Metro 73

Friday 19 Jul 2013 6:00 am

My doorbell rang one lunchtime. It was a man claiming that he was in the area pruning foliage. He’d noticed that the small tree in our front garden was planted in the wrong place. Unless checked, he said, its roots would damage my wall.

Luckily, though, his skip was half-empty, so he could give me a very special deal to sort out the problem that I’d been unaware that I had and suspected didn’t actually exist.

Perhaps sensing my scepticism, he pointed up the street, saying: ‘There’s our van!’ As if having a van proved his business was genuine. He also had a sweatshirt with a company logo on it. No one could fake that.

‘It would usually cost you £140 but as we’re in the area and there’s room in our skip, we will do it for £70,’ he told me. ‘You would save £70.’

Of course, there was an even better way for me to save £70, which was to not give him £70 to carry out work that may not be required.

I’ve lived in this house for 11 years and the tree doesn’t seem to have made anything fall over yet.

Maybe I am sitting on a ticking time bomb and tomorrow I will come home to find a smoking hole in the ground with the tree beside it, swaying slightly in the breeze as if to gently mock me.

Then I will wish that I had taken up the offer of this altruistic stranger.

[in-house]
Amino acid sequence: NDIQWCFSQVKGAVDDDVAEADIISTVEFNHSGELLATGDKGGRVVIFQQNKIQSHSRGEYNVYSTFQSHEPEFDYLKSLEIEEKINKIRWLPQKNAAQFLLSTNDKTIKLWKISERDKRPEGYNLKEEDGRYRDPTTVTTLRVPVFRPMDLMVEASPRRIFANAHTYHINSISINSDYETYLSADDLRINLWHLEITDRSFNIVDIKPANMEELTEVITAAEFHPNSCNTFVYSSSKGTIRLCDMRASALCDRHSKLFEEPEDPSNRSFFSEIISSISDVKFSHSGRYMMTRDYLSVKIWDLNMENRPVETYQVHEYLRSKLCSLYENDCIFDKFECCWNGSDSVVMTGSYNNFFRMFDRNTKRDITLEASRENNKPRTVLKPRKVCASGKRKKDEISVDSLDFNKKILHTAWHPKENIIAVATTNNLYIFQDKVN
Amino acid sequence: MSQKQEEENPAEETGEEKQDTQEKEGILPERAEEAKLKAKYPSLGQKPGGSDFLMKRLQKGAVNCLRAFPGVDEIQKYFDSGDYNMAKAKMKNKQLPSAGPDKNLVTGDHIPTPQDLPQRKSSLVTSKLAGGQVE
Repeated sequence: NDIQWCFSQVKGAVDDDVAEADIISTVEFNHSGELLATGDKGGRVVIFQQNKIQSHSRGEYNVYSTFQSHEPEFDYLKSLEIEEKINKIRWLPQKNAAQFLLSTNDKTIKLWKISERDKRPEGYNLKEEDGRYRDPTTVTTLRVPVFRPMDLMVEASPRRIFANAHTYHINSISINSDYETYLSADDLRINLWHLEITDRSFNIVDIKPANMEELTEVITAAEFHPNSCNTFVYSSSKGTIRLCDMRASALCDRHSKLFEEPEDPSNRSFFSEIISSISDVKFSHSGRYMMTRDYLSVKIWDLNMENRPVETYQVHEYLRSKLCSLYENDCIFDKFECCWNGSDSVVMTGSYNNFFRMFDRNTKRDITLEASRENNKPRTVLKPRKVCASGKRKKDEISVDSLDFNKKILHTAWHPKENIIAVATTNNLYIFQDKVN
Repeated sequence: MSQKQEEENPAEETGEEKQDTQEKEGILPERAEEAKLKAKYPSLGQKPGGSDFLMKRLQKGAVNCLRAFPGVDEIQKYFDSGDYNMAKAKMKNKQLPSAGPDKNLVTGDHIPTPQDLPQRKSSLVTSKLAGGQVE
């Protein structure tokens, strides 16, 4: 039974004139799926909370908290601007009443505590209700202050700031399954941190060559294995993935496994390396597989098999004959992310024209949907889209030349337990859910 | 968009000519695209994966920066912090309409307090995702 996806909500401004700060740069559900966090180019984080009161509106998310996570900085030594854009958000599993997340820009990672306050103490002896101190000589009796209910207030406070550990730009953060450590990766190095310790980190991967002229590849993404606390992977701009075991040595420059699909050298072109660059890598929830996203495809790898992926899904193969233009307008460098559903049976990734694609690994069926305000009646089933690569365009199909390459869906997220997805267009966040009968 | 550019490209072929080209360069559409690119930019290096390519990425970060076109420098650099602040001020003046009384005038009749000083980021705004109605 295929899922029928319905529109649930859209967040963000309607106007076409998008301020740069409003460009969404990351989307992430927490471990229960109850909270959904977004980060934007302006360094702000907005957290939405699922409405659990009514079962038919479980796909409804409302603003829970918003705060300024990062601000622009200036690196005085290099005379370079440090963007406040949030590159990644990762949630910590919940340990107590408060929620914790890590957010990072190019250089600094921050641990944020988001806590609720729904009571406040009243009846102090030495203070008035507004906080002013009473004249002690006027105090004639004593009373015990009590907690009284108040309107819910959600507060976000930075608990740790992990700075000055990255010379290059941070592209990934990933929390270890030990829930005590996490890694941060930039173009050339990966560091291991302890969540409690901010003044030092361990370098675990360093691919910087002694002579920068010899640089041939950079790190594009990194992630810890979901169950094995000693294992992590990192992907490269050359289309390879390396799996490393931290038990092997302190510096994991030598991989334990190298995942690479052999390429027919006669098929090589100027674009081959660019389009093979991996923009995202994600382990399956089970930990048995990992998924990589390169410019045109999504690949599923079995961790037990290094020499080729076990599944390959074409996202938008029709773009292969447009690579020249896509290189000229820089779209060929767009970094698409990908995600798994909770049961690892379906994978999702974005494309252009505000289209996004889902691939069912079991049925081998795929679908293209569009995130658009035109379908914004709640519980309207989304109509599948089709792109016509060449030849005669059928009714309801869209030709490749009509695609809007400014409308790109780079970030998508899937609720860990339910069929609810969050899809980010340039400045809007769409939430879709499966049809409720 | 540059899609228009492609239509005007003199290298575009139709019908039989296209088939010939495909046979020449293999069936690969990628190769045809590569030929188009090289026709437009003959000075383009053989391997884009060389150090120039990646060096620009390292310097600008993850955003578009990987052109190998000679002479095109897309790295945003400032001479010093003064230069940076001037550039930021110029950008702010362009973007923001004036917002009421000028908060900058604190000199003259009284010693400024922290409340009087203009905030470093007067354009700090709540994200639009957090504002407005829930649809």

If I want to be ripped off by a tradesman, I am perfectly capable of picking up my phone and finding one myself. Once they start turning up on spec to con me, then I think they’ve crossed a line.

Surely common sense says you should never buy anything from any unsolicited person who has rung your doorbell.

I’ve had men offering to sell me fish. Of all the things that I might buy from a shady stranger, fish would come very low on that list. ‘Fancy eating something that could give you food poisoning from a source you won’t be able to trace with no recourse to complain? It’s all right, we’ve got a van.’

Did I want to put the life of my tree in the hands of a stranger? What if a man dressed as a doctor came to my door and said: ‘You’re looking a bit peaky. I think you’ve got appendicitis. Usually that would cost a fortune to whip out but as we’re in your street and we have a bit of room in our organ bin, we can do it for 70… Look, I’ve got a stethoscope.’

Oh well, if you’ve got a stethoscope…

At least the people who come to your door have to do a bit of legwork. The ones who ring you up about mis-sold PPI when you haven’t even been sold any PPI and don’t know what PPI is are dishonest AND lazy.

As a self-employed man with an empty life, I see it as my duty to keep these people in conversation for as long as I can. I can’t steal their money but I can steal their time. I faked interest for ten minutes before saying I didn’t require the dubious tree service.

What he didn’t realise was that all along I’d been planning to write a Metro article about this. He thought he was conning me but he was the victim of an elaborate counter-sting. It’s made me tens of pounds.

Money I’ll give to a conman tradesman who has the decency to wait for me to ring him.